, NAIROBI, Kenya, Sept 8 – Retired South African judge Johann Kriegler has defended the Independent Electoral and Boundaries Commission (IEBC) over its conduct of the 2013 General Election as the Coalition for Reforms and Democracy (CORD) mobilises support for its disbandment over the poll.
Kriegler whose recommendations following the 2008 post-election violence (PEV) were used to inform the overhaul of the electoral system in the run up to the 2013 General Election, said he was “astounded that so little has gone wrong.”
This given the fact that IEBC was conducting elections for six electoral positions on the same day in what Kriegler said was one of the most complex elections in the world.
“I do not know of a comparable election management body so young, so new in the job that could run a brand new election with six parallel elections being run at 32,000 voting points,” he opined.
The failure of the electronic transmission of results, Kriegler said, was not so strange in the African setting adding that it was inevitable that something would go wrong.
“I speak without fear of contradiction. There is only one rule in all elections: Something will go wrong,” he said. “In any election. Whether it be Denmark or Switzerland. Something will go wrong.”
A change in the voting system however, he said, was not the solution as the real problem with Kenya lay not in facilitation of general elections but in the lack of democracy at the political party level.
“Excuse my frankness (but) your political parties are nothing more than sham stoking horses for political leaders to pursue their ambitions,” he said.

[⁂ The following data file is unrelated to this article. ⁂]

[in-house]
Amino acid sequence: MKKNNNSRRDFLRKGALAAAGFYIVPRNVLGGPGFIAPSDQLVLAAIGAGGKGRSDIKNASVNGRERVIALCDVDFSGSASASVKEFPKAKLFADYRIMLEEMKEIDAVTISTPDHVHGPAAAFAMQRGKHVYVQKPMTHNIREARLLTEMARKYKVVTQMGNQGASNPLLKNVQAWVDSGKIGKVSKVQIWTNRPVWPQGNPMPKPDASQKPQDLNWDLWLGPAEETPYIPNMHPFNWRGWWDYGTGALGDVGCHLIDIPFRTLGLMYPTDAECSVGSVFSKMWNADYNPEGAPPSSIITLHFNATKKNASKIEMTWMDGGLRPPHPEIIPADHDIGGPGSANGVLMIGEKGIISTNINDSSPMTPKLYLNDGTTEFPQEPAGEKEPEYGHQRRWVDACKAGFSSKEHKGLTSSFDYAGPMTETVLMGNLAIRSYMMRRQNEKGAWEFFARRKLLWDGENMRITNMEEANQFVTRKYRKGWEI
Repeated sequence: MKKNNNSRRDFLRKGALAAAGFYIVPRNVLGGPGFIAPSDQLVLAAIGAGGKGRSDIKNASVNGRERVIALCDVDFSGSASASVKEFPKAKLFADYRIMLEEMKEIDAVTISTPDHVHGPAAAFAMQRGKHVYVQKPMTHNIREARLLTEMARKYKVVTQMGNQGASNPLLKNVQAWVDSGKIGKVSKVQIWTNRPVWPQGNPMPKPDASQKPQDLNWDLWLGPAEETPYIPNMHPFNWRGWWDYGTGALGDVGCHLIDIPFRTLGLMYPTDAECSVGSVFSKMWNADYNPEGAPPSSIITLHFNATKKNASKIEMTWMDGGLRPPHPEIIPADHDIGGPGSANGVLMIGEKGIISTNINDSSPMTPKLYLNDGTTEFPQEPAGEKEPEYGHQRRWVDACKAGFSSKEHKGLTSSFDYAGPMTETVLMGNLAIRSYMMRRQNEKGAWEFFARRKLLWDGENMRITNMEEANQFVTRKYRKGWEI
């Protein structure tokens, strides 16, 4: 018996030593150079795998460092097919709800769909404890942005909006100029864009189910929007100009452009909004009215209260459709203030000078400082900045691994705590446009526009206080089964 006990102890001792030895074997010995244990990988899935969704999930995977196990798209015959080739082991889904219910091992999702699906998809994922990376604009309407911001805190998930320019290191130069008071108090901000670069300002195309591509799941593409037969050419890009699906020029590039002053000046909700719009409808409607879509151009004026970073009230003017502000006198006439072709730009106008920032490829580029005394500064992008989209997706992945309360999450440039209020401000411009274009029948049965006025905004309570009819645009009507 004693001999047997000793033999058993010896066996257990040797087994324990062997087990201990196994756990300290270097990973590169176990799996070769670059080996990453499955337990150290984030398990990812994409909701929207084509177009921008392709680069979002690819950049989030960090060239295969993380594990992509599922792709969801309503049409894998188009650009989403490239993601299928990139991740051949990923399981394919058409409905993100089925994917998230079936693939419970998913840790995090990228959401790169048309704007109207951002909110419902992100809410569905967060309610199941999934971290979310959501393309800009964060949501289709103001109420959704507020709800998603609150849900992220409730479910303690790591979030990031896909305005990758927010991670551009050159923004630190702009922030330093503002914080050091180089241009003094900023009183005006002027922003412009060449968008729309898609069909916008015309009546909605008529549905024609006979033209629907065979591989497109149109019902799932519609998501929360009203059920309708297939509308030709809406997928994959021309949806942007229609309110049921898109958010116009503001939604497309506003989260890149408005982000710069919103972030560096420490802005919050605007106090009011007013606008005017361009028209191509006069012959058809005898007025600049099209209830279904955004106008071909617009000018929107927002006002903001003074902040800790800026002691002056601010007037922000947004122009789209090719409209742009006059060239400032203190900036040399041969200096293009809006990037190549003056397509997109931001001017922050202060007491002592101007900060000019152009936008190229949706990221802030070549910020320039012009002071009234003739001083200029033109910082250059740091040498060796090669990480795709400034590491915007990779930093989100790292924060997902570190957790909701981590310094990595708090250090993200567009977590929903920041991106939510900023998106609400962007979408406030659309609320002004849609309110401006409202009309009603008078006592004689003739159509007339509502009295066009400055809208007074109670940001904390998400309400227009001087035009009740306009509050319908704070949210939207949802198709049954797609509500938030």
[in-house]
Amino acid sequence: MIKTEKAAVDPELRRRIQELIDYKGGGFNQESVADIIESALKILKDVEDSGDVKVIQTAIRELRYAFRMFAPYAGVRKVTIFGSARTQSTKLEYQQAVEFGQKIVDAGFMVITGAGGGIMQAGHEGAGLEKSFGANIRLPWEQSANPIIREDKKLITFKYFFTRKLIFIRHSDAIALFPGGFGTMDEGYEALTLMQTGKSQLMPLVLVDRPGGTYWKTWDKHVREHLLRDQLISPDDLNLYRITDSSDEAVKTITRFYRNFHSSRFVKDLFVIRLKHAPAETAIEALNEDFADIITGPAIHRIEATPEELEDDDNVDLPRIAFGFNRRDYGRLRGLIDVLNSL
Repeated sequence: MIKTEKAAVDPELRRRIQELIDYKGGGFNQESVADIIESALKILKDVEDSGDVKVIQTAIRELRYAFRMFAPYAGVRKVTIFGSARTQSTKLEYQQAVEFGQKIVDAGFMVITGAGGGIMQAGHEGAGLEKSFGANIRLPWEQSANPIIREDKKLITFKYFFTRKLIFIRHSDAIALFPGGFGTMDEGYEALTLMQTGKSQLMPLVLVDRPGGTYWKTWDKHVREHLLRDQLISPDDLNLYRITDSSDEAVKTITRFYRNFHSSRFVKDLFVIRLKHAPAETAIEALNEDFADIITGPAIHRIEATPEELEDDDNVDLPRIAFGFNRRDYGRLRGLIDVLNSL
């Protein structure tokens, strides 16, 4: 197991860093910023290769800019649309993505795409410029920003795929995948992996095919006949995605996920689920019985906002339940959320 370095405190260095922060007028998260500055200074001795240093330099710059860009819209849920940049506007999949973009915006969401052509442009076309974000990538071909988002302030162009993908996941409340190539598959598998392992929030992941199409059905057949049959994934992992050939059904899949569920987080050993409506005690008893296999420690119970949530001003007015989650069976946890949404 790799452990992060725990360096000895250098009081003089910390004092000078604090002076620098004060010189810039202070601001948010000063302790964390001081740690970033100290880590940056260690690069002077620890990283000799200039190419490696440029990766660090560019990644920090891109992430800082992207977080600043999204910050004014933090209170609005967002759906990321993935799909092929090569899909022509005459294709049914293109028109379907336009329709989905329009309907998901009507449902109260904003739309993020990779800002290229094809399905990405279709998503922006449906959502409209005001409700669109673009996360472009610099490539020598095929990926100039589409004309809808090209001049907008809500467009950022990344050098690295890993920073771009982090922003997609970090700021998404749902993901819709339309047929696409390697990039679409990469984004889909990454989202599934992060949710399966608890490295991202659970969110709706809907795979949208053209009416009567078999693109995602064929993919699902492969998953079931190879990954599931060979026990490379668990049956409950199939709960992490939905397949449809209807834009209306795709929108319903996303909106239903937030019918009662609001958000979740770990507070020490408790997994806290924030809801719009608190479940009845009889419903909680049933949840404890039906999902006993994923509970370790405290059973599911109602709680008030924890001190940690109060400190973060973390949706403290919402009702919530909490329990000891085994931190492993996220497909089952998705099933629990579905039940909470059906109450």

And until Kenyans focused more on the ideology of parties as opposed to their ethnic alignments, he adjudged, Kenya would always run the risk of a repeat of the 2008 PEV.
“Is there anybody here who can identify for me five differences between the programme of principles of the front runner and the second runner in the last Presidential election?” he challenged. “Or were they Kikuyu linked up with Kalenjin together?”
Kenyans should not kid themselves either, he said, that the Constitution – passed in response to that dark chapter in Kenya’s history – was a panacea.
“If people are in discord with one another, a marriage contract can’t make the marriage work. If partners in a business are at logger heads with one another, the partnership agreement can’t make the partnership work. A Constitution can’t make a country function properly. A country can make its Constitution function, yes. But not the other way around,” he said.
The political parties present at Monday’s IEBC organised stakeholders forum on the 2013 general election however did not entirely agree with Kriegler’s glowing appraisal of the electoral body.